You make good points Joe. I’m quite a long way from being able to collect on social security, so I don’t have a strategy yet.

My intentions are to take good care of my health, enjoy my work, and do it as long as I can.

In this fortunate scenario, I’d be able to delay social security payments as long as possible, letting the future payments grow.

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joeplemon May 31, 2011 at 1:12 pm

@Darren,
Thanks for reading about a topic that must seem quite remote to you. I love your strategy: to take good care of your health, enjoy your work and do it as long as you can. Right now your best Social Security strategy is to plan for it not to be there for you. If it is, count it as bonus…if not, you have planned well.

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dido May 31, 2011 at 4:36 pm

i agree only in one case – bad health or disability of a person or one member of the family
other states are changeable

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Haley June 1, 2011 at 3:53 am

These are very suitable reasons to start our social security.Thanks for your sharing

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Everyday Tips June 1, 2011 at 7:30 am

I really don’t think about Social Security much because all I ever hear about is how SS will be insolvent by the time I am old enough to draw on it.

It is a tough decision. I am hoping that if it is around, I can wait to draw to obtain the maximum amount. However, if I think SS days are numbered, I may draw early just to get some money out of it.

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joeplemon June 1, 2011 at 7:38 am

@Everyday,
Yes, your best strategy is to plan for SS to not be around for your retirement years. I confess that I actually considered your rationale (draw early just to get some money out of it) as I was writing this post…but I decided not to use it. Still, I wouldn’t fault those who draw early just to get what they can while it is still there. Something about a bird in the hand …

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krantcents June 1, 2011 at 1:14 pm

My plan is to wait until I turn 70. Besides both my wife and I are still working and don’t need it!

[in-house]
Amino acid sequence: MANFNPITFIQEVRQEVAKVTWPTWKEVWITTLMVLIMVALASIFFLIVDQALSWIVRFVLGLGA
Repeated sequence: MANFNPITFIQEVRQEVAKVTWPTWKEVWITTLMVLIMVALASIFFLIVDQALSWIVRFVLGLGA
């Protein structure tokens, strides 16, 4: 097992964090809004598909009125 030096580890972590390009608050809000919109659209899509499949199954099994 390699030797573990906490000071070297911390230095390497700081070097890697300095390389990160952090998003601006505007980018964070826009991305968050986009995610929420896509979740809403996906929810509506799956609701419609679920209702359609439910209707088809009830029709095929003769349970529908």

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joeplemon June 1, 2011 at 4:18 pm

krantcents,
Great plan! Hopefully, if you love what you do, you will never want to stop working.

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sap June 1, 2011 at 4:52 pm

i agree with dido’s statement – only for bad health or disability of a person.

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j schwartz June 2, 2011 at 10:22 am

not sure i agree.

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lusiana158 June 2, 2011 at 9:32 pm

I really don’t think about Social Security much because all I ever hear about is how SS will be insolvent by the time I am old enough to draw on it.Thank for your post

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Marie at familymoneyvalues June 3, 2011 at 2:58 pm

Mr. FMV worked for the Soc Sec Adm for ages. We always thought that it wouldn’t be around for us either, but here we are eligible to collect.

My plan is to wait until my full retirement age (66). My fear is that by then, although we will still be eligible, the benefit will be pretty darn near taken back by taxes. However, it is absolutely scary how fast you get back what you put it!

I never approved of the program, but we won’t go there….

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Mark January 18, 2012 at 2:05 pm

Do you have a plan for if the wife is 4 years older, but always made less. 20k vs. my 40k. if she collects at 62 she would get my amount for less years. Or she waits and gets a bigger amout? What would you do?

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Joe Plemon January 19, 2012 at 4:54 pm

Mark — no simple answers here. I suppose the best scenario would be that both of you continue working until you reach full retirement age (FRA). However, if your wife starts at age 62, it becomes even more important that you, as the higher wage earner, continue working until FRA. By waiting, you have not only increased her survival benefit, but would make it possible for her to possibly draw more…she could draw a spousal benefit ( 1/2 of your benefit) if it is more than what she drawing on her own at that time.

To summarize, she could start her benefit when she is 62 and continue drawing it until you start yours at age 66. At that time, she would qualify for a a spousal benefit which would probably give her a pay raise.